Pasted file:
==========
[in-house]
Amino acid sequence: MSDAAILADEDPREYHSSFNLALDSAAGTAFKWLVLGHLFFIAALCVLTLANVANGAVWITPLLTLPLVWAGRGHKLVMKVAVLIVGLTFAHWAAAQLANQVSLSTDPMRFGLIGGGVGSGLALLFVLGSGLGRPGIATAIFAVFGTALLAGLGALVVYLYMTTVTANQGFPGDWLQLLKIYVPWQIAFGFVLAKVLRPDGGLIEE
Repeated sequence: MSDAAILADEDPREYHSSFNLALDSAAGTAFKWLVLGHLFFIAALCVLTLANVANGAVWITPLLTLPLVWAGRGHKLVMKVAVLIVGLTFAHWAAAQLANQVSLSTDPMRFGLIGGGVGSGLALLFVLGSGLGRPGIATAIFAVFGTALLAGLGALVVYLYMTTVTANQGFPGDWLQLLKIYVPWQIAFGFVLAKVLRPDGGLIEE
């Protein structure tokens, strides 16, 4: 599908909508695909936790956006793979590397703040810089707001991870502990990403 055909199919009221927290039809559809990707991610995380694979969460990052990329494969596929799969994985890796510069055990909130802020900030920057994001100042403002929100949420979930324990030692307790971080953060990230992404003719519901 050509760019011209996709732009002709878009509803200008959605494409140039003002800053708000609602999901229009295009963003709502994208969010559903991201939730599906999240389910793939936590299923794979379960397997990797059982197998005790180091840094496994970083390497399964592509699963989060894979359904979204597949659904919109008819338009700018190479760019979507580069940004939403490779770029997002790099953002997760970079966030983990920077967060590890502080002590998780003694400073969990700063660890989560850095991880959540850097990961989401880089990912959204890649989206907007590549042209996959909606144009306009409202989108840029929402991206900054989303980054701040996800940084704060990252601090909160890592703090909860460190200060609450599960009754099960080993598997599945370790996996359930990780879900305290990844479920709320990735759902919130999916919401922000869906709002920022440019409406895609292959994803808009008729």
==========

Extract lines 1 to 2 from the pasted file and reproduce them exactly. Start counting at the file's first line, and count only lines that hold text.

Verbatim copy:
[in-house]
Amino acid sequence: MSDAAILADEDPREYHSSFNLALDSAAGTAFKWLVLGHLFFIAALCVLTLANVANGAVWITPLLTLPLVWAGRGHKLVMKVAVLIVGLTFAHWAAAQLANQVSLSTDPMRFGLIGGGVGSGLALLFVLGSGLGRPGIATAIFAVFGTALLAGLGALVVYLYMTTVTANQGFPGDWLQLLKIYVPWQIAFGFVLAKVLRPDGGLIEE